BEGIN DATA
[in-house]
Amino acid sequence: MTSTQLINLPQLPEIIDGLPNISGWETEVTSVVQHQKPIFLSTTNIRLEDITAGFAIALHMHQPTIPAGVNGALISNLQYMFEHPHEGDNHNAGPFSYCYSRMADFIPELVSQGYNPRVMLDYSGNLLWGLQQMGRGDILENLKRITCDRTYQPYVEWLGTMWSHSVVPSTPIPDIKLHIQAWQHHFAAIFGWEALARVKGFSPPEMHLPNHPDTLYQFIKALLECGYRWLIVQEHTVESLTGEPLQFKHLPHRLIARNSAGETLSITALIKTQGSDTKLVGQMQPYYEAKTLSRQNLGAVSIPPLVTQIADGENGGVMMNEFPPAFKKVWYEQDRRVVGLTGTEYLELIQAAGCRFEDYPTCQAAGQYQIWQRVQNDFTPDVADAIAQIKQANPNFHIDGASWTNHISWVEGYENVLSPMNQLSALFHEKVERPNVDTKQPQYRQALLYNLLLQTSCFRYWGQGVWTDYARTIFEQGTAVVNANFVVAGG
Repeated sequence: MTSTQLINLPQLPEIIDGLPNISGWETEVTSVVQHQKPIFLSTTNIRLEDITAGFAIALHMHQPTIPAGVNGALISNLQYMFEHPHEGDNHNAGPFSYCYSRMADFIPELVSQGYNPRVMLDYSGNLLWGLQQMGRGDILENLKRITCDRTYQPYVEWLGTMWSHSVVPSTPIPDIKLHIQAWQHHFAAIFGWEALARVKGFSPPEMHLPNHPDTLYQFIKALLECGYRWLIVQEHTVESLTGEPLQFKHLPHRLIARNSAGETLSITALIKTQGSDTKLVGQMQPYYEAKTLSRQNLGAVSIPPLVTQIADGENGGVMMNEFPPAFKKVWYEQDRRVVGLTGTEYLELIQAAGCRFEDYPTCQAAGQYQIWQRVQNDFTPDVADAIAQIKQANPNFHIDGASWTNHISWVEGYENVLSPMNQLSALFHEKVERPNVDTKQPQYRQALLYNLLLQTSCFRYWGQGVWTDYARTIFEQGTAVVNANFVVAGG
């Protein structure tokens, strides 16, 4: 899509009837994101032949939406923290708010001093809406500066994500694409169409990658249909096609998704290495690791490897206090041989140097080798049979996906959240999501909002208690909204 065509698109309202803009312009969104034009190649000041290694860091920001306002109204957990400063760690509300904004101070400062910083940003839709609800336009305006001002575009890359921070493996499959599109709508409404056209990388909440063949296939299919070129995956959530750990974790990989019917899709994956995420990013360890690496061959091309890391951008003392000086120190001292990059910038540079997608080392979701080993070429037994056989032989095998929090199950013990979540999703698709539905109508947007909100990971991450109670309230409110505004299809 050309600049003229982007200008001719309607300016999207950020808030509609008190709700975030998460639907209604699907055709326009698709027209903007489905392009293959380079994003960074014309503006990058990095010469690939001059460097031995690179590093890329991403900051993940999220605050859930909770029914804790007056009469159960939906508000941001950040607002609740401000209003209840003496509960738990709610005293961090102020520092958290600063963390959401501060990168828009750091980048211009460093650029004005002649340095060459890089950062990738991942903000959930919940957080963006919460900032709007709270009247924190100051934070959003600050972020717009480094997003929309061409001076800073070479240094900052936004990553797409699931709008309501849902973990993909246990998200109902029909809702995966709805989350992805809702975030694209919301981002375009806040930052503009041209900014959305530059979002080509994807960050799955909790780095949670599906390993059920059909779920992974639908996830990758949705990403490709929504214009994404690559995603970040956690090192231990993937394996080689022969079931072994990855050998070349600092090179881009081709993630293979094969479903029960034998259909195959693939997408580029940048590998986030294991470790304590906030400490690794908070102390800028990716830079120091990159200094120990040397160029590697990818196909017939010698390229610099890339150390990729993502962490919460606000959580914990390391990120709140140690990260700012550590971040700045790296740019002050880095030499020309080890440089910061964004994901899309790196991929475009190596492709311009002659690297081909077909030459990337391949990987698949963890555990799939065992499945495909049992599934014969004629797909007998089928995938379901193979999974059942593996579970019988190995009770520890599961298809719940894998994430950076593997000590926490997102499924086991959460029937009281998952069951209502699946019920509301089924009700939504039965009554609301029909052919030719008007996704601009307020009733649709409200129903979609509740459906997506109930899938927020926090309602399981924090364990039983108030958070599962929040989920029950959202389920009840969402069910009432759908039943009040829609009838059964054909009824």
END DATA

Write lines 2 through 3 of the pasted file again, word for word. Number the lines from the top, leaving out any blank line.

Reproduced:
Amino acid sequence: MTSTQLINLPQLPEIIDGLPNISGWETEVTSVVQHQKPIFLSTTNIRLEDITAGFAIALHMHQPTIPAGVNGALISNLQYMFEHPHEGDNHNAGPFSYCYSRMADFIPELVSQGYNPRVMLDYSGNLLWGLQQMGRGDILENLKRITCDRTYQPYVEWLGTMWSHSVVPSTPIPDIKLHIQAWQHHFAAIFGWEALARVKGFSPPEMHLPNHPDTLYQFIKALLECGYRWLIVQEHTVESLTGEPLQFKHLPHRLIARNSAGETLSITALIKTQGSDTKLVGQMQPYYEAKTLSRQNLGAVSIPPLVTQIADGENGGVMMNEFPPAFKKVWYEQDRRVVGLTGTEYLELIQAAGCRFEDYPTCQAAGQYQIWQRVQNDFTPDVADAIAQIKQANPNFHIDGASWTNHISWVEGYENVLSPMNQLSALFHEKVERPNVDTKQPQYRQALLYNLLLQTSCFRYWGQGVWTDYARTIFEQGTAVVNANFVVAGG
Repeated sequence: MTSTQLINLPQLPEIIDGLPNISGWETEVTSVVQHQKPIFLSTTNIRLEDITAGFAIALHMHQPTIPAGVNGALISNLQYMFEHPHEGDNHNAGPFSYCYSRMADFIPELVSQGYNPRVMLDYSGNLLWGLQQMGRGDILENLKRITCDRTYQPYVEWLGTMWSHSVVPSTPIPDIKLHIQAWQHHFAAIFGWEALARVKGFSPPEMHLPNHPDTLYQFIKALLECGYRWLIVQEHTVESLTGEPLQFKHLPHRLIARNSAGETLSITALIKTQGSDTKLVGQMQPYYEAKTLSRQNLGAVSIPPLVTQIADGENGGVMMNEFPPAFKKVWYEQDRRVVGLTGTEYLELIQAAGCRFEDYPTCQAAGQYQIWQRVQNDFTPDVADAIAQIKQANPNFHIDGASWTNHISWVEGYENVLSPMNQLSALFHEKVERPNVDTKQPQYRQALLYNLLLQTSCFRYWGQGVWTDYARTIFEQGTAVVNANFVVAGG